Find us on Google+ Creating a Breakout View in Autodesk Inventor ~ Inventor Tales

Sunday, November 18, 2012

Creating a Breakout View in Autodesk Inventor

“A dream is your creative vision for your life in the future. You must break out of your current comfort zone and become comfortable with the unfamiliar and the unknown.”
Denis Waitley

When I training Autodesk Inventor, I always take a little bit of extra time on the break out view in drawings.  It's a great way of showing details for internal parts inside an assembly, and not difficult to create in Inventor.

A break out view shown created

 But when creating a break out view, it's got one place that usually snags everyone as the first few times they use it.  I know it got me when I first started it.

 That step is, associating the sketch to the view.  If the sketch isn't associated to the view, the break out view won't work, and the breakout command will error out.

This is the error seen when the sketch isn't associated
So how is the sketch associated?  What is it that's so special?

I'll talk about all the steps, and specify that special step to create the sketch association.

1. Click on the view that the breakout view will be placed on. The border will highlight, indicating it's selection.  This is the critical step that will create the associated sketch!

Make sure to select the view before creating the sketch!

2. Now, click the "Create Sketch" icon.  The sketch is created, and it's axes will center on the view.  It's this centering of the axes that tells us the sketch has associated to the view.

Creating the sketch

The centered axes tell us it's working
3.  Now sketch a closed figure around the area to break out. It can be any shape, it just has to be closed.  Here I use a spline. Finish the sketch when done.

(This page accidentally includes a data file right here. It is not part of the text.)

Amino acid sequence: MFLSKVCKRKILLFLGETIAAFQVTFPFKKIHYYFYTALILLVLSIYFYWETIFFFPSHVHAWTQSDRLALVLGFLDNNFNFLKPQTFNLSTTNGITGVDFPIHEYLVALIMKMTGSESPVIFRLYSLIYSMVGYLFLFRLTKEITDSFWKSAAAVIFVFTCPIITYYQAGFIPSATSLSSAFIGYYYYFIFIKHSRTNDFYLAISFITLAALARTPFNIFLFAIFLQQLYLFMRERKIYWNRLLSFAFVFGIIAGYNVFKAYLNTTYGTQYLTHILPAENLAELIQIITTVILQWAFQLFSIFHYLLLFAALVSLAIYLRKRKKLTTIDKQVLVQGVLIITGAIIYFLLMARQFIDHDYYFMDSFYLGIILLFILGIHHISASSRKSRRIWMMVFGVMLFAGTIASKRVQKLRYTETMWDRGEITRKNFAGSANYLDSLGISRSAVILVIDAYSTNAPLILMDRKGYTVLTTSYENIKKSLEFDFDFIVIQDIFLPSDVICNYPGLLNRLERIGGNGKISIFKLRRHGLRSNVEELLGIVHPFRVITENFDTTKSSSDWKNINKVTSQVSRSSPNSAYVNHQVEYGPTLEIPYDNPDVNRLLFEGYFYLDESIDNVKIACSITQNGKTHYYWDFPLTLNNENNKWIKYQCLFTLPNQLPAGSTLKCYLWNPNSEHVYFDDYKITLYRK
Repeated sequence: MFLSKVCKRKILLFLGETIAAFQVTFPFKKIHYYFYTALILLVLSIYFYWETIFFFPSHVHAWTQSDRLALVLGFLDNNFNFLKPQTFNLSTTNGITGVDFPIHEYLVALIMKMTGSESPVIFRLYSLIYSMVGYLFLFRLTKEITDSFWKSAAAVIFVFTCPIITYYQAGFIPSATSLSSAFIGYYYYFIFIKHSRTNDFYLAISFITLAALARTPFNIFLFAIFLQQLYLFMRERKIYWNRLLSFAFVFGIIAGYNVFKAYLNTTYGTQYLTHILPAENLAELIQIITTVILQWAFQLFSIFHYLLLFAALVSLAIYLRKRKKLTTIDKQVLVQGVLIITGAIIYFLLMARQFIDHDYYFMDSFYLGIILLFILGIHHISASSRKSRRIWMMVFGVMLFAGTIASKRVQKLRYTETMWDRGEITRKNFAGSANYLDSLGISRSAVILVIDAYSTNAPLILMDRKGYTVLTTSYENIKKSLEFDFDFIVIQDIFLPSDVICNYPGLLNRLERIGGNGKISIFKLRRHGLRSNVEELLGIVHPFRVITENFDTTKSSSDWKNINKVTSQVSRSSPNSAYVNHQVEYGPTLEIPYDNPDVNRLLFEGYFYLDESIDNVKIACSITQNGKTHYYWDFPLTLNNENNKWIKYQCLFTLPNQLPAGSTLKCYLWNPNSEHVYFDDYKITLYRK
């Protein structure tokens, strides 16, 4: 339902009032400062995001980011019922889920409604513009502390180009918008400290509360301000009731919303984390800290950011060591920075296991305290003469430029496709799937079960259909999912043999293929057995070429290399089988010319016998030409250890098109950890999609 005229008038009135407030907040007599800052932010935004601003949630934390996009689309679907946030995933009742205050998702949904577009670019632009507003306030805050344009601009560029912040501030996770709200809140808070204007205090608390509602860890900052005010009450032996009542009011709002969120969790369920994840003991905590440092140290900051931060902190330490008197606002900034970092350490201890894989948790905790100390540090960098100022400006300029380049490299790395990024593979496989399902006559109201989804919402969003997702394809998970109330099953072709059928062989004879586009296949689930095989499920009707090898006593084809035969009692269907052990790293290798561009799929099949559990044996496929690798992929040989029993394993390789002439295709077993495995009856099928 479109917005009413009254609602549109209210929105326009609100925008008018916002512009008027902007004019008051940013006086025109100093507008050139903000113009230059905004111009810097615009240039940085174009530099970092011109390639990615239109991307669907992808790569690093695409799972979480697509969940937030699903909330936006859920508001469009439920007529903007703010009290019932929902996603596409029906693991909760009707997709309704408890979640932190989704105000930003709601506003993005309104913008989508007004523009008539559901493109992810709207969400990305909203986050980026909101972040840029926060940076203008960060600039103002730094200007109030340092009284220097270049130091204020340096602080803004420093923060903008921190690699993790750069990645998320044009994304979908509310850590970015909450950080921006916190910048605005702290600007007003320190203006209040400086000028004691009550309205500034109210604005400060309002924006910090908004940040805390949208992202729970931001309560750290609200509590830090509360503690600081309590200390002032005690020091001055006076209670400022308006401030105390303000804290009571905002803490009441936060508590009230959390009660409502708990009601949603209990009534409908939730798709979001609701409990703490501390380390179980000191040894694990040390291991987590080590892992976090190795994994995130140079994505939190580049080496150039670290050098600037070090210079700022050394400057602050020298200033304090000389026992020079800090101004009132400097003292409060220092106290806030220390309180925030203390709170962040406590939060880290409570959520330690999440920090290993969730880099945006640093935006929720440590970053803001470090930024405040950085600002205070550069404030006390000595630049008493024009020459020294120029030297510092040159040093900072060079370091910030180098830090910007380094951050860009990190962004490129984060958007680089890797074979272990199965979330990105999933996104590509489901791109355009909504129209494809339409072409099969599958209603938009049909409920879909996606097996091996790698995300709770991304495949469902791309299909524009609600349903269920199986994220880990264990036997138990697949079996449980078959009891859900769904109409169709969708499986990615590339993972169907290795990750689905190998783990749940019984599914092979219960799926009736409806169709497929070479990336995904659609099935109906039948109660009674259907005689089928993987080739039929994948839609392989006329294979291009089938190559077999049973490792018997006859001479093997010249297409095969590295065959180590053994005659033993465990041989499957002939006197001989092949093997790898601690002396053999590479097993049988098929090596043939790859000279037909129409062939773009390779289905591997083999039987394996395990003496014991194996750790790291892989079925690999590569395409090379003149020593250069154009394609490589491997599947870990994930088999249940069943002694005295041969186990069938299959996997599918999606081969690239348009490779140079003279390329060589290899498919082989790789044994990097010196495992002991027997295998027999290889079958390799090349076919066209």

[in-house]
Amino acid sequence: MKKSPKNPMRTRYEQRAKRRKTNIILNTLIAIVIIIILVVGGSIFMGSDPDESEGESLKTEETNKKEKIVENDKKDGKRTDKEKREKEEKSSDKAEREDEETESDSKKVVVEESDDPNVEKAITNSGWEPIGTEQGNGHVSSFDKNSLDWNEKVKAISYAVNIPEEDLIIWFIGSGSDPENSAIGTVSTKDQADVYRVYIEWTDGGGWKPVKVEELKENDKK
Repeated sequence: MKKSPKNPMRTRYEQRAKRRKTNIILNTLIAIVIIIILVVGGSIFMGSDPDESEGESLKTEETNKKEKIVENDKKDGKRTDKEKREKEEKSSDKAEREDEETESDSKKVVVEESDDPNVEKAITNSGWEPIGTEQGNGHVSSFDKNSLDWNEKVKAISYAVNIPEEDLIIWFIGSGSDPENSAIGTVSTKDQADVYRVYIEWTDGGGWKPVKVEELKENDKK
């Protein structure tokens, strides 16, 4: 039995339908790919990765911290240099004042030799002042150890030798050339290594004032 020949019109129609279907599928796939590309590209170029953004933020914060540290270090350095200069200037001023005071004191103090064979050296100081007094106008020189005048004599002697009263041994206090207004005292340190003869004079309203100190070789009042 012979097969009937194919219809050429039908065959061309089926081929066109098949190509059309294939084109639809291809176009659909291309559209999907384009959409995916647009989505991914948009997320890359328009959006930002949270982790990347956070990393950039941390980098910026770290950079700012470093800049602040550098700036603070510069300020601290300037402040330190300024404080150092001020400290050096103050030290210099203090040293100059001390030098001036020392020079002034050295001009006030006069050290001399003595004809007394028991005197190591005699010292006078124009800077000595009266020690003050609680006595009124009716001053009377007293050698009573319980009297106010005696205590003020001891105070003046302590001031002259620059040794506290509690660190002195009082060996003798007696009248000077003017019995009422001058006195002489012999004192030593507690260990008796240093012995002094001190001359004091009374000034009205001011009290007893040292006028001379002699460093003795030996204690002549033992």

Sketch the break out view boundary

4. Now click on the "Break Out" icon.   Select the sketch with the view.

The break out icon

5. Define the options for the break out.  One helpful tip is to point out that projected views can be used to help with the definition, not just the view that will host the breakout.  In the image below, I've used a projected view to define the break out depth.

Setting the options for break out

6. Choose okay and the breakout view is created.

The break out view created

 I could say "That's All Folks", but instead, here's a couple of other tips that I find helpful.

There will be times that not every component in the break out view is supposed to be sectioned, as step 6 shows above.  Here's how to change that.

The first is to locate the part in the feature browser, right click on it, locate "Section Participation", and changed it's setting to "None".

Setting the section options from the browser

The other is to hold down the "Shift" key with nothing selected, and right click.  Choose "Part Priority" from the menu.

Setting part priority

Now select the part on screen, right click, and the same options for "Section Participation" are available.

Setting the section participation from the right click menu

Which ever means you prefer, the sectioning for selected components can be turned off, if desired.

A completed section, with specific parts unsectioned

On a last tip, I've shown what happens when the selections are correct, but how can you tell when the view isn't associated, so a mistake can be quickly corrected before the error on view creation appears? 

There are two quick ways to tell.

1. If the sketch is created, but the axes aren't centered on the view, the sketch isn't associated.

2. If the "Project Geometry" icon is grayed out, then the sketch isn't associated.  This is because Inventor doesn't see any geometry to project.  If the sketch is associated it will.

Two ways to tell if the sketch isn't associated
 In conclusion, I hope this helps a few of you out in the "Verse" with break out view.  It's a great tool, and can be a great way to add informative detail on a drawing.

For a little extra info, here is the video!